If you compare Hepatitis B to HIV, which has an A grade, you can see that we’re dealing with a very similar epidemic. Hepatitis B also has no cure, but it has highly effective treatments that can reduce viral load and even vaccines that can prevent infection and offer lifelong protection. However, Hepatitis B screenings are still only recommended to certain groups of people. It’s all about sending the message that this deserves to be elevated.
Q: An estimated 2.2 million people are living with Hepatitis B in the United States, yet between 65% and 75% of those cases are currently undiagnosed. How would universal screening recommendations help lower this percentage?
If we were able to screen all adults across the board, we would be able to eliminate the confusion about who to screen. We would see Hepatitis B screenings being prioritized within healthcare systems, which would eventually lead to a decrease in the percentage of undiagnosed individuals. We need to make sure Hepatitis B preventative services are offered as a part of all routine healthcare.
Q: How does risk-based screening potentially impact Hepatitis B-associated stigma? How can universal Hepatitis B screening help to reduce the stigma associated with Hepatitis B infection?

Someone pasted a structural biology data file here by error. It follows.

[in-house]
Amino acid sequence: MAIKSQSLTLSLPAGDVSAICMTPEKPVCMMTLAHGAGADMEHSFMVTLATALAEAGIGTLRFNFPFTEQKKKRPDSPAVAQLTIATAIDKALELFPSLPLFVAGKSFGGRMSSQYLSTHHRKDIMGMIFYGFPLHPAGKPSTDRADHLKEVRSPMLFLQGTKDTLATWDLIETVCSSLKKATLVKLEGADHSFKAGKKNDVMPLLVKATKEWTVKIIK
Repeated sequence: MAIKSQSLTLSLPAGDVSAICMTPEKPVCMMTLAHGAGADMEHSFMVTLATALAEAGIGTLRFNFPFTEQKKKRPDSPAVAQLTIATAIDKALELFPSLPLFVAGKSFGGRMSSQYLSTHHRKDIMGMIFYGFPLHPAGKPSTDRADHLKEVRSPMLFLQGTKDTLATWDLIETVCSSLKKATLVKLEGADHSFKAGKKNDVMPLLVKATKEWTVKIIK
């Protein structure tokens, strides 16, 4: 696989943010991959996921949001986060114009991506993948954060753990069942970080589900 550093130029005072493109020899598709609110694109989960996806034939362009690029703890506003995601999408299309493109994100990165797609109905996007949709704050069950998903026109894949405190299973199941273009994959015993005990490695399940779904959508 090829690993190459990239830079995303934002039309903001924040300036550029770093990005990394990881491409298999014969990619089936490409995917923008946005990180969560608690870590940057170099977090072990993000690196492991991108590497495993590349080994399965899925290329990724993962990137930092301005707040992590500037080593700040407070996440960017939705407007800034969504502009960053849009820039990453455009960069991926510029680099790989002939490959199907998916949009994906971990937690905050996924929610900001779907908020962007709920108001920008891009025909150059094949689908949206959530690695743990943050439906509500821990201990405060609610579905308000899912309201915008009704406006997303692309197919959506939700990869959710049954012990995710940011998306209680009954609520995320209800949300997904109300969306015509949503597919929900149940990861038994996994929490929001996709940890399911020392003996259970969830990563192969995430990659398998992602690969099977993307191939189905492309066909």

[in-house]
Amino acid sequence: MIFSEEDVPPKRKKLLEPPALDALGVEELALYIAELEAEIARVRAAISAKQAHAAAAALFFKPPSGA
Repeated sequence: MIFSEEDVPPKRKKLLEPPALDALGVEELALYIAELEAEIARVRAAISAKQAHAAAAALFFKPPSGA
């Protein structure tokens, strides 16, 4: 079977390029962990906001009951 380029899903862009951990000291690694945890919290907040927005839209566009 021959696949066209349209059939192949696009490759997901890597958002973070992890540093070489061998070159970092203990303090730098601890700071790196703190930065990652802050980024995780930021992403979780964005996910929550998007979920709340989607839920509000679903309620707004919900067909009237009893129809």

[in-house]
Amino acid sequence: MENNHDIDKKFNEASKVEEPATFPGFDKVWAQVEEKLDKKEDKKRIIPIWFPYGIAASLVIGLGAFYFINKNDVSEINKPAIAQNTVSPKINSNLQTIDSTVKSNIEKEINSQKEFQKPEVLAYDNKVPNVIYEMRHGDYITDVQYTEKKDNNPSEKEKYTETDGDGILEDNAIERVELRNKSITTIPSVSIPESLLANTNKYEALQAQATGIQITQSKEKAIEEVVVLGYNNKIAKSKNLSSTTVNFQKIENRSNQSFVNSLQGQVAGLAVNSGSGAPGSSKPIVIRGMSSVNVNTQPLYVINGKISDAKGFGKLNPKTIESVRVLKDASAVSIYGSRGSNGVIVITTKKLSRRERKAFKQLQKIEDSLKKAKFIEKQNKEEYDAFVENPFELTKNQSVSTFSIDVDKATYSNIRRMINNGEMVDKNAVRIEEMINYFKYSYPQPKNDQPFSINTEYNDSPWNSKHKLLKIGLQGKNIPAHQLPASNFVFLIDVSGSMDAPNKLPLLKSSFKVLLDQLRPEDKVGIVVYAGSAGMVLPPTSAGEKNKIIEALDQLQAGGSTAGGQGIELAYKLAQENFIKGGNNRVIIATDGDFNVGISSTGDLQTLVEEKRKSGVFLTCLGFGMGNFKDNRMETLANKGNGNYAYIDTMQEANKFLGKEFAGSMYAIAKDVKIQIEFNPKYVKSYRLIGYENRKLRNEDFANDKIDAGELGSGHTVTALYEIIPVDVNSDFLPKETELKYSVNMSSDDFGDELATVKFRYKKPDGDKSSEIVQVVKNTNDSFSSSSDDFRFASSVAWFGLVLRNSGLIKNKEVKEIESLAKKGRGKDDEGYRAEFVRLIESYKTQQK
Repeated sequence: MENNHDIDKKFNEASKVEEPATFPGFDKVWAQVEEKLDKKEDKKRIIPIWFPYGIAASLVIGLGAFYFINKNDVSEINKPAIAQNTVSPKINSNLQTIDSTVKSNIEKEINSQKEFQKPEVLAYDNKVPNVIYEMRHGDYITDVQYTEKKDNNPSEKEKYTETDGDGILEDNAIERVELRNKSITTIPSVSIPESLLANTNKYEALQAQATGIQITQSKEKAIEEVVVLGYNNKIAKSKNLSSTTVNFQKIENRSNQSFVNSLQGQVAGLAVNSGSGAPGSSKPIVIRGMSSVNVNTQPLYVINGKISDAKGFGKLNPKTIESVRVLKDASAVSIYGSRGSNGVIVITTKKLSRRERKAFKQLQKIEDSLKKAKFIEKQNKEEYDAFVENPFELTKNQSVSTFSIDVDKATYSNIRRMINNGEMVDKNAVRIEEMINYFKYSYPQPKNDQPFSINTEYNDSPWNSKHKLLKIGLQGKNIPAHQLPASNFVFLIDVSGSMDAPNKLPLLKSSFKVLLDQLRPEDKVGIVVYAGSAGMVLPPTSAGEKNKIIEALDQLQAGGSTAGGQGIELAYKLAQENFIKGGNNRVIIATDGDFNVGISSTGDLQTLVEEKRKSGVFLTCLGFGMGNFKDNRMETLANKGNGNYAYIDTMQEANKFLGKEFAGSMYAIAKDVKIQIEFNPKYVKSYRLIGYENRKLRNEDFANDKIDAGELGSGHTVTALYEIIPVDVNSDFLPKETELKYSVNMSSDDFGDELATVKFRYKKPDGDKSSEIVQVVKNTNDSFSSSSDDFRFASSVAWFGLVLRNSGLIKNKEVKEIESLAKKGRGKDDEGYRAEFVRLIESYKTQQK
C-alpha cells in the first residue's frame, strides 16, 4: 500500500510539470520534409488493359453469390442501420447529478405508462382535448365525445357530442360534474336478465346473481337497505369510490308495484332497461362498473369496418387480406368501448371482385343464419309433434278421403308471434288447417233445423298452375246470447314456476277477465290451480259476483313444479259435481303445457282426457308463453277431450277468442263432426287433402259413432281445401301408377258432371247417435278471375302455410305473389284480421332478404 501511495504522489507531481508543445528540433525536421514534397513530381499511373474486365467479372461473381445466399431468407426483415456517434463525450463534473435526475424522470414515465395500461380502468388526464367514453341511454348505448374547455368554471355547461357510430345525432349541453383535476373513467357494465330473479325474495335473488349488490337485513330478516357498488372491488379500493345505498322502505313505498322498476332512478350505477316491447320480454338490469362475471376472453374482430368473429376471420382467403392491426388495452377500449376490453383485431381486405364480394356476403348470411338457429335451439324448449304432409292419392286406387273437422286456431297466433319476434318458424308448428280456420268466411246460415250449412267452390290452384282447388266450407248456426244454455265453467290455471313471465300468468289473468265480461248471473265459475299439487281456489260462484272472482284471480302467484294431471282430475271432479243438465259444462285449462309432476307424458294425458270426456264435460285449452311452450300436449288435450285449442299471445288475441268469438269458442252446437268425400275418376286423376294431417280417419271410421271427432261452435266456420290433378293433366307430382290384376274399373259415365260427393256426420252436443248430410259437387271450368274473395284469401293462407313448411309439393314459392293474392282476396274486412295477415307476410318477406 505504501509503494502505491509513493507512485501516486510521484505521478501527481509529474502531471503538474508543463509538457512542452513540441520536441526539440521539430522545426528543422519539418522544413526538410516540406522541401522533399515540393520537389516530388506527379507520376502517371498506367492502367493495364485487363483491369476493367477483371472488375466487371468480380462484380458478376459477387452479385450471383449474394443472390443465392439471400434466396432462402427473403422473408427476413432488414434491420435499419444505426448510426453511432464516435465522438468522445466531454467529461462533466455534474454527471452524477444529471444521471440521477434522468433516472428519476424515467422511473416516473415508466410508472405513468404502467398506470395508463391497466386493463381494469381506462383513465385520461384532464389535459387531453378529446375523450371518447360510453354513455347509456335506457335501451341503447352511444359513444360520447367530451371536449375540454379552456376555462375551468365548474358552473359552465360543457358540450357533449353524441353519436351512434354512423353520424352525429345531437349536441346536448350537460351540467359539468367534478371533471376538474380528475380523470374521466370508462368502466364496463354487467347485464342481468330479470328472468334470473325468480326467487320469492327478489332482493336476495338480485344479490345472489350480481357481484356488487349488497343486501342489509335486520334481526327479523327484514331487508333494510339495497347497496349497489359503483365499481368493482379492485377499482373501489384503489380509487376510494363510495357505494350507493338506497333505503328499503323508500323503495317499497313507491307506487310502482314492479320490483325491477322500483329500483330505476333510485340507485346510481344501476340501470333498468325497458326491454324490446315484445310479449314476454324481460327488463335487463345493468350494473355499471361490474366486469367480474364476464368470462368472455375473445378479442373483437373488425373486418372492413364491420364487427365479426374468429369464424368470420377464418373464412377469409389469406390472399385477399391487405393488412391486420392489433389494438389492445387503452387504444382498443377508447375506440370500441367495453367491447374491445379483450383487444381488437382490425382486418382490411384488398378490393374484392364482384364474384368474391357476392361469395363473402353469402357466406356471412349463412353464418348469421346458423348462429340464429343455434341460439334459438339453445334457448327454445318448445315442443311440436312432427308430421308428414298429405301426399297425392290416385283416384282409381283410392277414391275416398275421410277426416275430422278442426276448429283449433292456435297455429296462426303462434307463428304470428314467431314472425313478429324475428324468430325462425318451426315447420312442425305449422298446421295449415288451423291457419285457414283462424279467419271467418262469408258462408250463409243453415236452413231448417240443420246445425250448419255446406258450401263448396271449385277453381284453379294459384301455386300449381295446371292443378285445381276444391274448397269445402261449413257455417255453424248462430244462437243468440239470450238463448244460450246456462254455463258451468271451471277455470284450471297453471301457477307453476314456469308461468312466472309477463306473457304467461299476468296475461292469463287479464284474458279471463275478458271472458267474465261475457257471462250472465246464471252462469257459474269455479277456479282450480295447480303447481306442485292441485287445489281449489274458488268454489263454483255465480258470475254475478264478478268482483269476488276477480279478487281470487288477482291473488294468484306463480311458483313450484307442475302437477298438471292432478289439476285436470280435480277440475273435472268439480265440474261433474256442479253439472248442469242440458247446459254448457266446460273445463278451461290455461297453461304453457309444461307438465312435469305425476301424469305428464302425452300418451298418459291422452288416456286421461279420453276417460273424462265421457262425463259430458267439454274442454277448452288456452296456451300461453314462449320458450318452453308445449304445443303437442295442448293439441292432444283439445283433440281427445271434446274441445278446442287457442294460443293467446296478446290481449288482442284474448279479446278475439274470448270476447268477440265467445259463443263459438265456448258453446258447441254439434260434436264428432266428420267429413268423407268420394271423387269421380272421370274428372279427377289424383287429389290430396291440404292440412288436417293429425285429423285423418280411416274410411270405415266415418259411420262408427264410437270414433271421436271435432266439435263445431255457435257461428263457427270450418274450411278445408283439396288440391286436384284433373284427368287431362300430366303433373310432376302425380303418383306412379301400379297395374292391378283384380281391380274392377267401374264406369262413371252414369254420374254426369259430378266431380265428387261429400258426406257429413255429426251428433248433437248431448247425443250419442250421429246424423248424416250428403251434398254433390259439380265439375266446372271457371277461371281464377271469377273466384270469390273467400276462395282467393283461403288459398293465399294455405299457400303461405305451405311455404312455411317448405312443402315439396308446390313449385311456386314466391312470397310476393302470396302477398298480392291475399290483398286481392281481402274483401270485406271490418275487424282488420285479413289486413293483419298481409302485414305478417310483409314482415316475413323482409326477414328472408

I think risk-based screening exacerbates the stigma that already exists and is prevalent among many foreign-born Asian American and African communities. These are cultures that already face multiple barriers to healthcare access, anxiety, and racial discrimination, especially in the current environment of COVID-19. Living with Hepatitis B can mean being shunned from your community. Through our #justB storytelling campaign, we’ve heard from individuals who are not able to share meals and be at the same table with their families or were unaware a family member had passed away from Hepatitis B complications because the family refused to talk about it.
In a video for the #justB storytelling campaign, Alan Wang, a newscaster and person living with Hepatitis B, said:
“We were left to connect the dots because the medical profession is failing to address an epidemic that kills more than 700,000 people a year. It’s also ignored by Asian cultures that consider talking about deadly diseases a taboo. Sometimes I wonder if Hepatitis B is being ignored here in the U.S. just because it impacts so many Asians, especially given the country’s history of discrimination towards immigrants.”